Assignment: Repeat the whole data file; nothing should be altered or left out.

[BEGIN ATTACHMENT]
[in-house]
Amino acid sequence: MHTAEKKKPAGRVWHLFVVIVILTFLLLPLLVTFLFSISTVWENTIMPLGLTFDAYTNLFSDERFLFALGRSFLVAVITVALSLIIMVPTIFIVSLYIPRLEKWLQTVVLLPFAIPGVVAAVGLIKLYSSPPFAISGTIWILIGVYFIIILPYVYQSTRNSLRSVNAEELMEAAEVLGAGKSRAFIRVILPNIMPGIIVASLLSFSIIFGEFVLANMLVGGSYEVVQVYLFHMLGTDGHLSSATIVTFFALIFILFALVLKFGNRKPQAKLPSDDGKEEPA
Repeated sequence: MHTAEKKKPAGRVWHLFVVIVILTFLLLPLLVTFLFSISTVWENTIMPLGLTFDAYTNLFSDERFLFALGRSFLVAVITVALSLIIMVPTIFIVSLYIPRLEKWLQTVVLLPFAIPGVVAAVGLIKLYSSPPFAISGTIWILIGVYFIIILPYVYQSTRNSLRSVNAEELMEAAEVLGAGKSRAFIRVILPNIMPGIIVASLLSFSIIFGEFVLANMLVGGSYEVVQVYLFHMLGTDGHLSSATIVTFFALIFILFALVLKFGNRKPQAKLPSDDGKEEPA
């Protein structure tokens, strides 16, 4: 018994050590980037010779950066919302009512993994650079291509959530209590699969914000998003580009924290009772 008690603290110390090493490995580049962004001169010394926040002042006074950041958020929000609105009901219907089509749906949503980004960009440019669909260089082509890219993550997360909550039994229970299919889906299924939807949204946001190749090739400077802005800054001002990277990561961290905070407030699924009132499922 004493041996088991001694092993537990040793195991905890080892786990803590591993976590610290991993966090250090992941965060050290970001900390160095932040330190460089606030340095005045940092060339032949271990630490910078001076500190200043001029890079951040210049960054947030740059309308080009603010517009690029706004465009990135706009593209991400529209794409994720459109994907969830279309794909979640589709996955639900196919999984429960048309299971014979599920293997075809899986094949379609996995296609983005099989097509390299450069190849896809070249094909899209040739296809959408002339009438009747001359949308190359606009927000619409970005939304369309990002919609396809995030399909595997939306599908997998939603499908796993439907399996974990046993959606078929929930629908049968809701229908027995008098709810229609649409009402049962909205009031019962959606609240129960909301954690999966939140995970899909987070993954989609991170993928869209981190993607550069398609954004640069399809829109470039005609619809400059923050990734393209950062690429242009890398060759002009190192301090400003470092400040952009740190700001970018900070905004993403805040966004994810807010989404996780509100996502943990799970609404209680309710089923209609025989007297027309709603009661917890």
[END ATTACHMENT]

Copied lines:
[in-house]
Amino acid sequence: MHTAEKKKPAGRVWHLFVVIVILTFLLLPLLVTFLFSISTVWENTIMPLGLTFDAYTNLFSDERFLFALGRSFLVAVITVALSLIIMVPTIFIVSLYIPRLEKWLQTVVLLPFAIPGVVAAVGLIKLYSSPPFAISGTIWILIGVYFIIILPYVYQSTRNSLRSVNAEELMEAAEVLGAGKSRAFIRVILPNIMPGIIVASLLSFSIIFGEFVLANMLVGGSYEVVQVYLFHMLGTDGHLSSATIVTFFALIFILFALVLKFGNRKPQAKLPSDDGKEEPA
Repeated sequence: MHTAEKKKPAGRVWHLFVVIVILTFLLLPLLVTFLFSISTVWENTIMPLGLTFDAYTNLFSDERFLFALGRSFLVAVITVALSLIIMVPTIFIVSLYIPRLEKWLQTVVLLPFAIPGVVAAVGLIKLYSSPPFAISGTIWILIGVYFIIILPYVYQSTRNSLRSVNAEELMEAAEVLGAGKSRAFIRVILPNIMPGIIVASLLSFSIIFGEFVLANMLVGGSYEVVQVYLFHMLGTDGHLSSATIVTFFALIFILFALVLKFGNRKPQAKLPSDDGKEEPA
């Protein structure tokens, strides 16, 4: 018994050590980037010779950066919302009512993994650079291509959530209590699969914000998003580009924290009772 008690603290110390090493490995580049962004001169010394926040002042006074950041958020929000609105009901219907089509749906949503980004960009440019669909260089082509890219993550997360909550039994229970299919889906299924939807949204946001190749090739400077802005800054001002990277990561961290905070407030699924009132499922 004493041996088991001694092993537990040793195991905890080892786990803590591993976590610290991993966090250090992941965060050290970001900390160095932040330190460089606030340095005045940092060339032949271990630490910078001076500190200043001029890079951040210049960054947030740059309308080009603010517009690029706004465009990135706009593209991400529209794409994720459109994907969830279309794909979640589709996955639900196919999984429960048309299971014979599920293997075809899986094949379609996995296609983005099989097509390299450069190849896809070249094909899209040739296809959408002339009438009747001359949308190359606009927000619409970005939304369309990002919609396809995030399909595997939306599908997998939603499908796993439907399996974990046993959606078929929930629908049968809701229908027995008098709810229609649409009402049962909205009031019962959606609240129960909301954690999966939140995970899909987070993954989609991170993928869209981190993607550069398609954004640069399809829109470039005609619809400059923050990734393209950062690429242009890398060759002009190192301090400003470092400040952009740190700001970018900070905004993403805040966004994810807010989404996780509100996502943990799970609404209680309710089923209609025989007297027309709603009661917890």